Charles XIII of Sweden

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Charles XIII & II also Carl, Swedish: Karl XIII (Stockholm, 7 October 1748 – Stockholm, 5 February 1818), was King of Sweden (as Charles XIII) from 1809 and King of Norway (as Charles II) from 1814 until his death. He was the second son of King Adolf Frederick of Sweden and Louisa Ulrika of Prussia, sister of Frederick the Great.[1]

Though known as King Charles XIII in Sweden, he was actually the seventh Swedish king by that name, as his predecessor Charles IX (reigned 1604–1611) had adopted a numeral after studying a fictitious history of Sweden.[2]


Life and politics

Prince Charles was appointed grand admiral when he was but few days old. He was described as a good dancer at the amateur theatre of the royal court. Reportedly he was not very close to his mother; the Queen preferred her younger children, Sophie Albertine and Frederick Adolf, but he and his elder brother Gustav were described as close. In 1772 he cooperated in the revolutionary plans of his elder brother, King Gustav III of Sweden and as a sign of recognition, was appointed Duke of Södermanland.

He was described as dependent of others, easily influenced, weak and pleasure loving. He was very interested in the supernatural, secret societies and mysticism. It is said that he was one of the best clients of the celebrated fortune teller Ulrica Arfvidsson and even asked her for political advice, and he also favored the medium Henrik Gustaf Ulfvenklou, who made a great success as a medium in the city's aristocracy during the season 1783–84 and had great influence over the duke. He was also a member of the Freemasons.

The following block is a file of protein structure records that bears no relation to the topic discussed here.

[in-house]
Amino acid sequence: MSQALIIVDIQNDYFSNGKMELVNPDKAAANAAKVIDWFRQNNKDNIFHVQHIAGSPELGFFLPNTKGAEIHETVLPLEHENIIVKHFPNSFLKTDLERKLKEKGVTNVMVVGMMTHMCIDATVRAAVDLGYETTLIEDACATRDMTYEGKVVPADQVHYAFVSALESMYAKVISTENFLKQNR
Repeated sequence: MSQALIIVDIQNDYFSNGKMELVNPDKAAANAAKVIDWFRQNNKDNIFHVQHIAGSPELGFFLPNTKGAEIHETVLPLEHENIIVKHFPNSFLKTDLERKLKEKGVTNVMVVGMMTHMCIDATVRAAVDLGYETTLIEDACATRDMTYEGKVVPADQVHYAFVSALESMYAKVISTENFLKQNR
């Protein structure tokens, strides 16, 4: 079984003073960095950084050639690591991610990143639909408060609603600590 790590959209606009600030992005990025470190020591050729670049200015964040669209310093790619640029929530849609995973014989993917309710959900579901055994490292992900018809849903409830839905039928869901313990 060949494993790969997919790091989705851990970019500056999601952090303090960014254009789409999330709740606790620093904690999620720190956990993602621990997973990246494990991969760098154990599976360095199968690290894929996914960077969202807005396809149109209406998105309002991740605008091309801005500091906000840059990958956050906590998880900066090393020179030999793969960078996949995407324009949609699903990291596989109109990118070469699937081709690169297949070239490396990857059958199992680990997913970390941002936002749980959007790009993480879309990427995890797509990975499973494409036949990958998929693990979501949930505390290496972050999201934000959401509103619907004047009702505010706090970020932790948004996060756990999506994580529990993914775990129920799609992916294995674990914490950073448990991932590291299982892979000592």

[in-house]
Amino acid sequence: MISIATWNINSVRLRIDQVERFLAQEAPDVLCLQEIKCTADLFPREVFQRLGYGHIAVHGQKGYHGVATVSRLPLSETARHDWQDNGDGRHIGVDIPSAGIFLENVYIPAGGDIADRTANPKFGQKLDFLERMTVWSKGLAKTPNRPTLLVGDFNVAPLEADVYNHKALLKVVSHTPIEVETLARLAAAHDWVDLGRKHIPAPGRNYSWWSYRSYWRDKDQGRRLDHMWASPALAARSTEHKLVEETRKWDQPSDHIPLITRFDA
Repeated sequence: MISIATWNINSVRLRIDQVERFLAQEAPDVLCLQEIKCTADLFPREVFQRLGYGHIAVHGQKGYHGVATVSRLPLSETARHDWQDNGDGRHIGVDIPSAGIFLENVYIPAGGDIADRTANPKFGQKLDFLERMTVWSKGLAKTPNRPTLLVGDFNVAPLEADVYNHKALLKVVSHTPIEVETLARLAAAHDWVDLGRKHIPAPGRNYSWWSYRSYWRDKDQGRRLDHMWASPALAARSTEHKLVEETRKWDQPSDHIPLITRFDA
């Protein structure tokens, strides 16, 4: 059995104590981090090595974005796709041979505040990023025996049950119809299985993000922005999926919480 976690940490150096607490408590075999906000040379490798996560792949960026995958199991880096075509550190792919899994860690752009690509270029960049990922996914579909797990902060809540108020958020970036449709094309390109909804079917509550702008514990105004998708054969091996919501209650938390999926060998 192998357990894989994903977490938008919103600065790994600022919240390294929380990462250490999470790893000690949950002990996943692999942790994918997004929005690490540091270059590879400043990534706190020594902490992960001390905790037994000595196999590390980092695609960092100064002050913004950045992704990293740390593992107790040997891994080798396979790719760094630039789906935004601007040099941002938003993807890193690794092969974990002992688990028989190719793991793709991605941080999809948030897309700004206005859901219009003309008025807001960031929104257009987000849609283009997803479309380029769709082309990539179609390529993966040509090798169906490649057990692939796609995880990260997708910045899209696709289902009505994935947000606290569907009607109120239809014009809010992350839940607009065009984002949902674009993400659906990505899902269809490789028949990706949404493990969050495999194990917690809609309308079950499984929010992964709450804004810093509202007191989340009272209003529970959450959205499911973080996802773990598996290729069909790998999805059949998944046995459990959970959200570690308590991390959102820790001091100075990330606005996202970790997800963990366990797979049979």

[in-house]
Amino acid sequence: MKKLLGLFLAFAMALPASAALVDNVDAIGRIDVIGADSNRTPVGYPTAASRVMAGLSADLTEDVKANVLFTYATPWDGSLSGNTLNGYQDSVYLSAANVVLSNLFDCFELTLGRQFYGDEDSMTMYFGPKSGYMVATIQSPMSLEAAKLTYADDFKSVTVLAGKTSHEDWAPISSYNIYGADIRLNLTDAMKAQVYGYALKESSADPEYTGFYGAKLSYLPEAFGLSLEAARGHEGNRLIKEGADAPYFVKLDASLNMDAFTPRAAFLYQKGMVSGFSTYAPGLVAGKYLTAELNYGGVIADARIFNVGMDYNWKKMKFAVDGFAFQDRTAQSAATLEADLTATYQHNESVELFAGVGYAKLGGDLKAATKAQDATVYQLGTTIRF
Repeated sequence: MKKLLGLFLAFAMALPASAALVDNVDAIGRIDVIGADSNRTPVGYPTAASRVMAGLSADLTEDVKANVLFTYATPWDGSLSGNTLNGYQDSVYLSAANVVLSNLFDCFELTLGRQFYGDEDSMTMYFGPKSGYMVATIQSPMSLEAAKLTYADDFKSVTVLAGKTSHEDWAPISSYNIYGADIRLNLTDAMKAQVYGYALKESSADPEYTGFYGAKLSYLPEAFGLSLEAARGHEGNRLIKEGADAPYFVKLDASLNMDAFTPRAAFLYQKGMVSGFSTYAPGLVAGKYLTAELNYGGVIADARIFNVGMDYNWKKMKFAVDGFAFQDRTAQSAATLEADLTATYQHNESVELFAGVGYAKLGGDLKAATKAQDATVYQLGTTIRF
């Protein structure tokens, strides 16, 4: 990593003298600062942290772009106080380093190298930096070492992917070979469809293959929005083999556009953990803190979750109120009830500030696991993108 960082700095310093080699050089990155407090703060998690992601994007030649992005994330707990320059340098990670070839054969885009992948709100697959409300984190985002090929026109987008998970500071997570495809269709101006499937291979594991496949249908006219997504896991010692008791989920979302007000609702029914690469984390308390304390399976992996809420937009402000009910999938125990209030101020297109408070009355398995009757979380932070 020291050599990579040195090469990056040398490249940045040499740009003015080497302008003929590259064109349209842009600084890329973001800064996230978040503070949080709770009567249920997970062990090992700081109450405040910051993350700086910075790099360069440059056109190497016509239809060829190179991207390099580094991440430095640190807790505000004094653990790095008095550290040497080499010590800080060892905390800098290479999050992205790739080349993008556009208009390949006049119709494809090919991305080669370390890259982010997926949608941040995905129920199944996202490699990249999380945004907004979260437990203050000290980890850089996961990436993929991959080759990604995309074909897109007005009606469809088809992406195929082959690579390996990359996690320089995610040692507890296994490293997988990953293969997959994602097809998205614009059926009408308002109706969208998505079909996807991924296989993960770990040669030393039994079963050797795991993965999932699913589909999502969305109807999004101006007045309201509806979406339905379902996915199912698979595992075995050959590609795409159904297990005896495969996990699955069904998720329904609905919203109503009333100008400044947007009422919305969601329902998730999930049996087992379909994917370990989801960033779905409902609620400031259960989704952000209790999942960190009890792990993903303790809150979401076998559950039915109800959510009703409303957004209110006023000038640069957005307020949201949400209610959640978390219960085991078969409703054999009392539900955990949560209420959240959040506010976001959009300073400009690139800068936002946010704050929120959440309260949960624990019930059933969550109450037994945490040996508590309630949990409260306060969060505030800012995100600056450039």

Charles was given several official tasks during his period as duke. In 1777, he served as regent during Gustav III:s stay in Russia, in 1780 he served as formal chief commander during the King's stay in Spa. On the outbreak of the Russo-Swedish War of 1788 he served with distinction as admiral of the fleet, especially at the battles of Hogland (7 June 1788) and Öland ( 26 July 1789). On the latter occasion he would have won a signal victory but for the unaccountable remissness of his second-in-command, Admiral Liljehorn.

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